We will start discussing on the refurbishment of the hotel like a change in the issue of the sofa, but in essence, we will be asking some questions. Is this the design we want? Is this how we want it? How can we be better? The whole services have to become much more fluid to the client. In other aspects, we have to look at the conferencing, we have to look at the restaurants to reposition, what we call repositioning the outlets. Do these outlets correspond to the demands? Do these outlets offer what the guests want whether it is food or service or the speed with which they are prepared? In terms of service yes, we want to upgrade the facilities of the hotel. We have to believe that we are the number one in Nigeria in terms of hospitality and same as the formula one team that has to reinvent and rethink every year on year how they are doing to get faster or safer. I think we are doing the same; we are in the same thought process now on the facilities.
You have said that since assumption of office you have taken tour of the local communities including some hotels in Lagos as well. I want you to compare the Abuja you left then and the one you met now.
The city of Abuja has changed. When I look at Abuja now, I can see that the city has expanded a lot. I see new streets; I see new high rise buildings and I see lots of economic activities including local and international names. The offices are here and this is quite good for the evolution and consolidation of Abuja being the capital of Nigeria. The government heart is in Abuja and the economic heart was Lagos, although Lagos is still the lead economic heart at the moment. We see that there is a big trend of bringing the decision back to Abuja and this also means to us that there are more opportunities in terms of the economic aspect of developing the country.
And in terms of development, we have to think of the government officials mainly, we got more and more, and also the business people. How do we cater for these business people, are there changes in a month etc?
This is where I see the biggest trend. When you look into the whole of West Africa, I think Abuja is carrying more and more weight. I am made to understand that the evolution and development will continue and you could imagine some cities in the world have taken centuries to develop and when you see a child growing, and when I say growing; it’s not only in terms of population but also in terms of infrastructure and in terms of being a modern city. So this, obviously for us, brings lots of opportunities, we know that competition is not silent and they are fighting for our own share of the cake and this moves us to develop even further. And on the social network, I was even happy because since I arrived, I gave myself just one week and locked myself in the office because you know that we have to prepare for next year’s budget. So I said am going to close office and all of this but I had so many visitors, people that knew that I am back in town, from contractors, to the long staying guests.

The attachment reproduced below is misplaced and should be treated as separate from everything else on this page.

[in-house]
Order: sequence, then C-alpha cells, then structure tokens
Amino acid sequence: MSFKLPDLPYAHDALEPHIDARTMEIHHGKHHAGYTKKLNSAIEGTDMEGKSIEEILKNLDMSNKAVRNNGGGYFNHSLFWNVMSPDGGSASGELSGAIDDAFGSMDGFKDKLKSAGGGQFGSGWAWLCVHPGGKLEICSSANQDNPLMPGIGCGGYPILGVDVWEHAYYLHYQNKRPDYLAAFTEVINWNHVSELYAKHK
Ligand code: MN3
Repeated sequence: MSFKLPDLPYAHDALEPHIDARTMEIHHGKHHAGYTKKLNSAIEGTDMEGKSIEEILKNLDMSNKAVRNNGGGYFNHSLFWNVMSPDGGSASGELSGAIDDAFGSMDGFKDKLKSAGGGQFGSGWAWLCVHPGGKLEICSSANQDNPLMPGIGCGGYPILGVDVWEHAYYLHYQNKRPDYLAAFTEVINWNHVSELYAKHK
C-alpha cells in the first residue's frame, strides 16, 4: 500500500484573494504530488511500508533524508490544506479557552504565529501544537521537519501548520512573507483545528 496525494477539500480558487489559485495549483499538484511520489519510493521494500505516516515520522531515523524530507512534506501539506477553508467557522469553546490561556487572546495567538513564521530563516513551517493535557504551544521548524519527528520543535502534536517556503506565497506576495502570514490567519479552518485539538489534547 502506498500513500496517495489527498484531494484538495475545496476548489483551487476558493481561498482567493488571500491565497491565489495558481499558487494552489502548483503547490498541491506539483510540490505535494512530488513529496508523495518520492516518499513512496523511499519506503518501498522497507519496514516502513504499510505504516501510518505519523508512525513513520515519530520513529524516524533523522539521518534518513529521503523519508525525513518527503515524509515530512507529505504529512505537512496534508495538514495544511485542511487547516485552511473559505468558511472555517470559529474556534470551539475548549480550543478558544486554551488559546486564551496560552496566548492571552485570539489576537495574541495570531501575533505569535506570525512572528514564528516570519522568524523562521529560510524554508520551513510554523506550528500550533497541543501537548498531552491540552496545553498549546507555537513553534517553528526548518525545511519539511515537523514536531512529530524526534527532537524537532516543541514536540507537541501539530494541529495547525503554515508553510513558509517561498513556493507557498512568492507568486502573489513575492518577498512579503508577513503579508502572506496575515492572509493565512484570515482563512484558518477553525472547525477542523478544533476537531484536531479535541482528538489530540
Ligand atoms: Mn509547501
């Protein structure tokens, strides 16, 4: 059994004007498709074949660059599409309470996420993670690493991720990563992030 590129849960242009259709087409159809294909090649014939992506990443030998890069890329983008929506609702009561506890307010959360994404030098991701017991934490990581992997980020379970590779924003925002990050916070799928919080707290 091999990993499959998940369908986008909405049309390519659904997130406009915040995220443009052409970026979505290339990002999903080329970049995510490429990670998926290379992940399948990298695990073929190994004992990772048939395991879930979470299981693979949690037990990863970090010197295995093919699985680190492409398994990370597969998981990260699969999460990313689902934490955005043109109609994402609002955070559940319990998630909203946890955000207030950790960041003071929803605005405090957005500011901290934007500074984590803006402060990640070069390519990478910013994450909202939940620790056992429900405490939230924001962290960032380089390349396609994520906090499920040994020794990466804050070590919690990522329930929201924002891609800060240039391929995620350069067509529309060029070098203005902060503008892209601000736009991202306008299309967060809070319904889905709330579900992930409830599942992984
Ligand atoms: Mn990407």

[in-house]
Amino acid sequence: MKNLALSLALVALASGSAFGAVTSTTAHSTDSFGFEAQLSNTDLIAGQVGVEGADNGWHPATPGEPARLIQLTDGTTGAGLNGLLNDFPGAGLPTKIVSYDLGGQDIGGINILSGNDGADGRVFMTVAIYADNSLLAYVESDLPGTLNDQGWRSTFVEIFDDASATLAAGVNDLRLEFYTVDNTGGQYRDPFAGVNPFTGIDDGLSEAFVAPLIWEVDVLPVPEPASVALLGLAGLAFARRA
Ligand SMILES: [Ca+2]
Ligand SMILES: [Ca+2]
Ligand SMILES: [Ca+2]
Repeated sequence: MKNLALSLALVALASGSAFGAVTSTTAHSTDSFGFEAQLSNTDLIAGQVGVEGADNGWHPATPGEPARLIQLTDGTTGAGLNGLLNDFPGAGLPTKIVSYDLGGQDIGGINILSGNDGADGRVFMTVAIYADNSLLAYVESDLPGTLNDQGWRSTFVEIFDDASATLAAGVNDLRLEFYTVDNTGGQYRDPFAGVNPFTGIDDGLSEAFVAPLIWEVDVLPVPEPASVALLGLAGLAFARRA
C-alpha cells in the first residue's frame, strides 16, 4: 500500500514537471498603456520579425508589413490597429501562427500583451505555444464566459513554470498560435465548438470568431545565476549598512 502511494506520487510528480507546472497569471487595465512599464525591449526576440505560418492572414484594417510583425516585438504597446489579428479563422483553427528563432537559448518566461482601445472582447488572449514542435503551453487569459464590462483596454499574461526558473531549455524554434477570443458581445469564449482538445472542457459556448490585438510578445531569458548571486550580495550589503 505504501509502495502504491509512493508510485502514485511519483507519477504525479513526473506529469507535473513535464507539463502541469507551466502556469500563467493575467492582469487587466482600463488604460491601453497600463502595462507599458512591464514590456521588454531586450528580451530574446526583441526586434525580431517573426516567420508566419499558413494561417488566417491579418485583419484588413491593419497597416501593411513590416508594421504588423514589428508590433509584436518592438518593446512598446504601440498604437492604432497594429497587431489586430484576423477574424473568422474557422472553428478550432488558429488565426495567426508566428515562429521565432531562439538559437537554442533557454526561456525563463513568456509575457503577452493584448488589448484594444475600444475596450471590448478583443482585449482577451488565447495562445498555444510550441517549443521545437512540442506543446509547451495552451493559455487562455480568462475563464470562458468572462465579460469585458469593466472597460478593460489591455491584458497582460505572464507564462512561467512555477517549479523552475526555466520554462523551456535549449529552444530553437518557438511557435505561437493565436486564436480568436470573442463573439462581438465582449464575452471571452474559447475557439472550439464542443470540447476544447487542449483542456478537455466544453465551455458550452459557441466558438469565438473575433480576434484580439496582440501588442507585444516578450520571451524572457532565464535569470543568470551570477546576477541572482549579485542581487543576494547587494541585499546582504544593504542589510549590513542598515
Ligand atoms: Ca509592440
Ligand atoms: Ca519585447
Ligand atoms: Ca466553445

How will you assess the security situation in Abuja, especially considering the spate of bombings? Do you think that it will negatively affect the hospitality and tourism industry such as hotels in the FCT?
The security as at that time, there were some other challenges; some people were more coming from the South, now they are coming from the North. There is also some range of challenges at that time but again I assume this could be, part of the political life of a growing country. The federal government is now putting all actions in place to ensure peace, even though there has been no major incidence in Abuja in the last three months.
As an operator in the hotel industry, yes you know we have to live with the ups and downs of the economy. Here being one of the tourist attractions; we make sure it is stocked with all able hands that are knowledgeable in what is to be done. We also adopted all measures to protect our guests and in collaboration with the authorities to assure them of adequate security and that’s our duty. However, you see that despite the fact that we have had this state of insecurity; the nation’s Gross Domestic Product (GDP) was still around seven percent last year. I believe it is still growing, which for me is a testimony of the will of the people to continue growing, considering the series of terror events.
How has the security situation affected your organisation. What has the impact been like?
We have been here since 1987, and since then we have seen the good times and the bad times. We have seen how everything happened. I remember when I joined in 2003, the country had the Miss World Beauty pageant which had to be cancelled. Also there were some activities that emanated from Kaduna. The development, ironically, led to a formidable growth for hotels in Abuja. I therefore, conclude that these are political events that we have to go through and you see it all over Africa but in Nigeria this is much more controlled and I think it will be better. It has to get better and we here don’t want to step down and say look let’s go low key and at cheap rate for some enticing strategies.